our courts.” Id. at 232. In addition, the     relationship.” MetLife, 1 N.Y.3d at 484,       hardly consistent and the concept is
  court was hesitant to “provide disap-         775 N.Y.S.2d at 757.                           replete with danger. While courts rarely
  pointed litigants a second opportunity to         Not all courts have followed the rea-      permit third party spoliation claims, the
  seek the compensation they sought in          soning in Temple. In Hannah v. Heeter,         fact-sensitive nature of any spoliation
  the original lawsuit, even if they            584 S.E.2d 560 (W. Va. 2003), David            claim should make corporate counsel
  [sought] it against a party not involved      Heeter, defendant in a sexual harassment       wary of opening the door with a scenario
  in the original lawsuit.” Id. at 229. The     suit brought by his employee Patricia          that may be the newest arrow in a plain-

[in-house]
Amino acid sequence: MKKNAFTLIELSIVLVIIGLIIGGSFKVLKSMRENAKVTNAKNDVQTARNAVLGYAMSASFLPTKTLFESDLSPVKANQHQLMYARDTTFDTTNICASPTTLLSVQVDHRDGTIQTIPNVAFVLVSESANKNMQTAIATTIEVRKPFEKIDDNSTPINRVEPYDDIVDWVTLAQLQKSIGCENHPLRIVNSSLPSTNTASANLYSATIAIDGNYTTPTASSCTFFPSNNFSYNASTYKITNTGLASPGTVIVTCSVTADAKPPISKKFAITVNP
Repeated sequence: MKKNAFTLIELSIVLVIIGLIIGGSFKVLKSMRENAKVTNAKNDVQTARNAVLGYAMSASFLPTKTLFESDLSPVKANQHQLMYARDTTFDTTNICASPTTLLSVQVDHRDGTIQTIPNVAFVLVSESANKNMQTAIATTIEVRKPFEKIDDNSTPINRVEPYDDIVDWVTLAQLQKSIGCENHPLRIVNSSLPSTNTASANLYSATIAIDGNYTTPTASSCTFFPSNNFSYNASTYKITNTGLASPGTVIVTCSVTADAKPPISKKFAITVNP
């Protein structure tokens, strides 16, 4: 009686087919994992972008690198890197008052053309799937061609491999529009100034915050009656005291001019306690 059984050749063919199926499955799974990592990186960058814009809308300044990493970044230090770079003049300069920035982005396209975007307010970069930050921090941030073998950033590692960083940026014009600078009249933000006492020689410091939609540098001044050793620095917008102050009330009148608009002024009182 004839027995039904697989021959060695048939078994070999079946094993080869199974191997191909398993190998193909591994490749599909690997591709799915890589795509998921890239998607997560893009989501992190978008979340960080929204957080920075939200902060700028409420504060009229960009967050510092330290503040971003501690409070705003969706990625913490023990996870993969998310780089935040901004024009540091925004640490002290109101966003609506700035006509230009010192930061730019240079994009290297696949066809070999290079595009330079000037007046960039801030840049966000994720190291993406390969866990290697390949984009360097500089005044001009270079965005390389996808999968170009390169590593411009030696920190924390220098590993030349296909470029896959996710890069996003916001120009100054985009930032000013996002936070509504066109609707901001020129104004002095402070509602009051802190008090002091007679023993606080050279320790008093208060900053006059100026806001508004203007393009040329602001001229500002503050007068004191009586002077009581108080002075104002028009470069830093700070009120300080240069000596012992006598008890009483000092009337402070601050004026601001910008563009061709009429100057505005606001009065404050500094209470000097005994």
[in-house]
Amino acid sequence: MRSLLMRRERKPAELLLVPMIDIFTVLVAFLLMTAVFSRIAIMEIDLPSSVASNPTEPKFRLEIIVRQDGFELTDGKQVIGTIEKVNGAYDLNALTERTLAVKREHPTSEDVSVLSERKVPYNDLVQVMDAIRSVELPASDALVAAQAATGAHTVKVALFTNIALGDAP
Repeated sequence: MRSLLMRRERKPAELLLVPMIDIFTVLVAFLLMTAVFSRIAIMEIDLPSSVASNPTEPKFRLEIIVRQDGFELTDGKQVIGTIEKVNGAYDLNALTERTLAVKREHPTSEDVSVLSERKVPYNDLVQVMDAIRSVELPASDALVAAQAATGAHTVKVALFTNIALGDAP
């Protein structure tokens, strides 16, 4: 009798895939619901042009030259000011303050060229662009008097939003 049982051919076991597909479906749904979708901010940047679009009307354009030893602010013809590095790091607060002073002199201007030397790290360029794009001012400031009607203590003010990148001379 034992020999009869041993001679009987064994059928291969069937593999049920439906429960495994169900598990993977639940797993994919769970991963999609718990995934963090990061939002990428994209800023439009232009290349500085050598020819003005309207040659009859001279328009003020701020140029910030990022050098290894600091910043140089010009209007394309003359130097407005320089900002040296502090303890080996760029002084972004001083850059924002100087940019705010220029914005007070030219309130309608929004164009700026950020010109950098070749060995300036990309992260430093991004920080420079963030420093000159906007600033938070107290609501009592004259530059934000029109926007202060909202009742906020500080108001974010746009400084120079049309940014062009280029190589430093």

court believed that the spoliation tort       Hannah, brought a counterclaim against         tiff’s quiver. Thus, the safest course, in
  would, in effect, require a retrial to per-   Hannah’s mother (a non-party to the            the face of this uncertainty, is to presume
  mit the plaintiff to demonstrate “in what     harassment case) for negligent and inten-      the law does or will recognize spoliation
  respect the alleged spoliation altered the    tional spoliation for destroying tape          as an independent claim and take pre-
  outcome of the first trial.” Id.              recordings purportedly documenting the         cautions accordingly. First, if a client